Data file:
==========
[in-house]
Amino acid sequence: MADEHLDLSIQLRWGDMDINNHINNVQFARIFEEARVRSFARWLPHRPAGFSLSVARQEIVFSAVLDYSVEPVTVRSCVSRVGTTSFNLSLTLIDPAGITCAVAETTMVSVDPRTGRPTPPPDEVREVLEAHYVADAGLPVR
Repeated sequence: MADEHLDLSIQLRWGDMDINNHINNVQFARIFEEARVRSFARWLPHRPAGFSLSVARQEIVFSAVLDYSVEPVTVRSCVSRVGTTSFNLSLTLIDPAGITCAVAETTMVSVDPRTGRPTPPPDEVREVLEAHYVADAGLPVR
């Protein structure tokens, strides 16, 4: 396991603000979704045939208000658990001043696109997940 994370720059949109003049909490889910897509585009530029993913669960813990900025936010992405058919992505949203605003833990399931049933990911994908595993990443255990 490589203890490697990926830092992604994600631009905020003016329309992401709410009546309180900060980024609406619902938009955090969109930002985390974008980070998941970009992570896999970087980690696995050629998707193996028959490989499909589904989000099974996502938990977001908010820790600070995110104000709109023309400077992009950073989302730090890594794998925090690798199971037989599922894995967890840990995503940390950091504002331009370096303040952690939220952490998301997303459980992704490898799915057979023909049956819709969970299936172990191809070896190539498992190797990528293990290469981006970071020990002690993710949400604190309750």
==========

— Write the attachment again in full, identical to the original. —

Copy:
[in-house]
Amino acid sequence: MADEHLDLSIQLRWGDMDINNHINNVQFARIFEEARVRSFARWLPHRPAGFSLSVARQEIVFSAVLDYSVEPVTVRSCVSRVGTTSFNLSLTLIDPAGITCAVAETTMVSVDPRTGRPTPPPDEVREVLEAHYVADAGLPVR
Repeated sequence: MADEHLDLSIQLRWGDMDINNHINNVQFARIFEEARVRSFARWLPHRPAGFSLSVARQEIVFSAVLDYSVEPVTVRSCVSRVGTTSFNLSLTLIDPAGITCAVAETTMVSVDPRTGRPTPPPDEVREVLEAHYVADAGLPVR
């Protein structure tokens, strides 16, 4: 396991603000979704045939208000658990001043696109997940 994370720059949109003049909490889910897509585009530029993913669960813990900025936010992405058919992505949203605003833990399931049933990911994908595993990443255990 490589203890490697990926830092992604994600631009905020003016329309992401709410009546309180900060980024609406619902938009955090969109930002985390974008980070998941970009992570896999970087980690696995050629998707193996028959490989499909589904989000099974996502938990977001908010820790600070995110104000709109023309400077992009950073989302730090890594794998925090690798199971037989599922894995967890840990995503940390950091504002331009370096303040952690939220952490998301997303459980992704490898799915057979023909049956819709969970299936172990191809070896190539498992190797990528293990290469981006970071020990002690993710949400604190309750």